Reddit: All About It
I was surprised a few weeks ago when my brother, a super tech geek who works as a web producer in New York City, mentioned that he had become addicted to Reddit. While I was vaguely aware of the site, I had chalked it up as one of the many social media platforms that haven't really made it to the big time. Well, boy, was I wrong.
Apparently, Reddit has been booming in the United States and its popularity has risen to the point that the tech savvy Obama administration took note. Two weeks ago, the President graced the community with his presence to take part in a 30-minute Q&A session, called 'Ask Me Anything' (AMA) on the site. According to the Los Angeles Times, nearly two million people followed Obama's AMA thread, which received over 12,900 responses in the form of comments and questions. Writing on behalf of Mashable, Christina Warren called the event Reddit's "coming-out party". She went on to say: "Earlier this summer, I advised a publicist friend to put one of her celebrity clients on Reddit for an AMA. The event was so successful, Reddit is now becoming a major outlet for her most connected clients."
Looking into it further, Reddit looks like a collection of contradictions. Founded by two bright young graduates in 2005, it is now owned by publishing powerhouse Condé Nast. Yet, somehow, the network has been allowed to retain its open-source structure and the freedom of a community guided outlook without interventions from its giant corporate owner.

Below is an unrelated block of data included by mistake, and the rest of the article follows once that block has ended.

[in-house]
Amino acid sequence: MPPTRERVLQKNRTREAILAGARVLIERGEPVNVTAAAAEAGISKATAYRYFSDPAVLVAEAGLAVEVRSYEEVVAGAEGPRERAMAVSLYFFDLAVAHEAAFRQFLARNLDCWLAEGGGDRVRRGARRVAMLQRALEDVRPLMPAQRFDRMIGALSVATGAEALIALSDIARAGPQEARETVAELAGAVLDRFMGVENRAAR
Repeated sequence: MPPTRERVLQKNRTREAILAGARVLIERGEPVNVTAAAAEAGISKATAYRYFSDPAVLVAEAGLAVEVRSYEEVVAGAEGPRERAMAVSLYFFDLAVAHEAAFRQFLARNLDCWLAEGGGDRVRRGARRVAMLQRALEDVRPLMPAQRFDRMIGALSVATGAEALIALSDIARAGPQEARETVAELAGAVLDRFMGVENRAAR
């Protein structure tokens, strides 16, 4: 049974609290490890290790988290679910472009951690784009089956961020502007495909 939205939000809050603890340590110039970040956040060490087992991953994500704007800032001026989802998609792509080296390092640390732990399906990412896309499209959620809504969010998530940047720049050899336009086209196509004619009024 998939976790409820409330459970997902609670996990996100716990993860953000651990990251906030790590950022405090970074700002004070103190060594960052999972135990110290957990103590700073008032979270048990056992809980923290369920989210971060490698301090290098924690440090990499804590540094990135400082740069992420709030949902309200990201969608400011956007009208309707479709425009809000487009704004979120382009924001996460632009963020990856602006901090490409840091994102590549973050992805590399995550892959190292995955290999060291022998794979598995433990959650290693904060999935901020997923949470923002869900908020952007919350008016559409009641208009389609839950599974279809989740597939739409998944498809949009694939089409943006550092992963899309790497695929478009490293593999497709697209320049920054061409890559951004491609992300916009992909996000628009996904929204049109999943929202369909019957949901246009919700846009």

The paradoxes also extend to how the site itself looks. In a digital world where visual appeal is increasingly important, the design of Reddit can be a bit confusing at first. Actually, it seemingly eschews design in general and consists mainly of a simple compilation of latest-punch-news.html, which can be submitted by users (redditors) and voted up or down on the page. While each link can form a microcosm of conversation unto itself, communities are also created within different categories called subreddits. Anyone can create or subscribe to a subreddit.
Quantcast estimates that Reddit averages around 20 million users a month, while the site itself states it had 43 million unique visitors in August. This indicates that many have become intrigued by the network and have visited to poke around and explore, but have not yet signed up to be active redditors. Despite this growing popularity and interest, it is not yet clear how the site can be monetised, and the community currently seems somewhat adverse to commercial interests, so the way its future unfolds will most certainly be interesting.
I've signed up for an account and had a peek around, but must admit to being intimidated by the sheer amount of information and geekery going on. I hope to get a crash course from Punch's very own #TeamGeek, so I can impress my brother next week when we are on holiday in San Francisco (all hail the capital of geekdom!). So, perhaps I will eventually become a bona fide redditor.